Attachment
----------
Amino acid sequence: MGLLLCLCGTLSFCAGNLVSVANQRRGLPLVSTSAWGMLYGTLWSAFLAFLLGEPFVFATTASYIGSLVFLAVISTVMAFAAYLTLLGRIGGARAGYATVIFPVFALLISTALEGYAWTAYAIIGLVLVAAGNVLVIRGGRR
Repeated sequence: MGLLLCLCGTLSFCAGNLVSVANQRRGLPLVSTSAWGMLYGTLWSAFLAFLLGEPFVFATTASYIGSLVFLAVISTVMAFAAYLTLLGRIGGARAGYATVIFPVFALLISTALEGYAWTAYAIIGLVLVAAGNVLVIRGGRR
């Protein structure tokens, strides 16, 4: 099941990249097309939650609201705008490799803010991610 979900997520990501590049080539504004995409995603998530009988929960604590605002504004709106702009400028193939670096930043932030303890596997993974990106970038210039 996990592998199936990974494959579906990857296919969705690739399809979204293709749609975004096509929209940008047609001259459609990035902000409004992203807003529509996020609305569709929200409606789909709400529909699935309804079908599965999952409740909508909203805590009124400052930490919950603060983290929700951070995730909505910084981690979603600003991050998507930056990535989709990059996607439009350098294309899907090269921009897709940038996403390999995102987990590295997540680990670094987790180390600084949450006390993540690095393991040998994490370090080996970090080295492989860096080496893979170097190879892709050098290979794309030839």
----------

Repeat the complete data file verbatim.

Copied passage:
Amino acid sequence: MGLLLCLCGTLSFCAGNLVSVANQRRGLPLVSTSAWGMLYGTLWSAFLAFLLGEPFVFATTASYIGSLVFLAVISTVMAFAAYLTLLGRIGGARAGYATVIFPVFALLISTALEGYAWTAYAIIGLVLVAAGNVLVIRGGRR
Repeated sequence: MGLLLCLCGTLSFCAGNLVSVANQRRGLPLVSTSAWGMLYGTLWSAFLAFLLGEPFVFATTASYIGSLVFLAVISTVMAFAAYLTLLGRIGGARAGYATVIFPVFALLISTALEGYAWTAYAIIGLVLVAAGNVLVIRGGRR
């Protein structure tokens, strides 16, 4: 099941990249097309939650609201705008490799803010991610 979900997520990501590049080539504004995409995603998530009988929960604590605002504004709106702009400028193939670096930043932030303890596997993974990106970038210039 996990592998199936990974494959579906990857296919969705690739399809979204293709749609975004096509929209940008047609001259459609990035902000409004992203807003529509996020609305569709929200409606789909709400529909699935309804079908599965999952409740909508909203805590009124400052930490919950603060983290929700951070995730909505910084981690979603600003991050998507930056990535989709990059996607439009350098294309899907090269921009897709940038996403390999995102987990590295997540680990670094987790180390600084949450006390993540690095393991040998994490370090080996970090080295492989860096080496893979170097190879892709050098290979794309030839």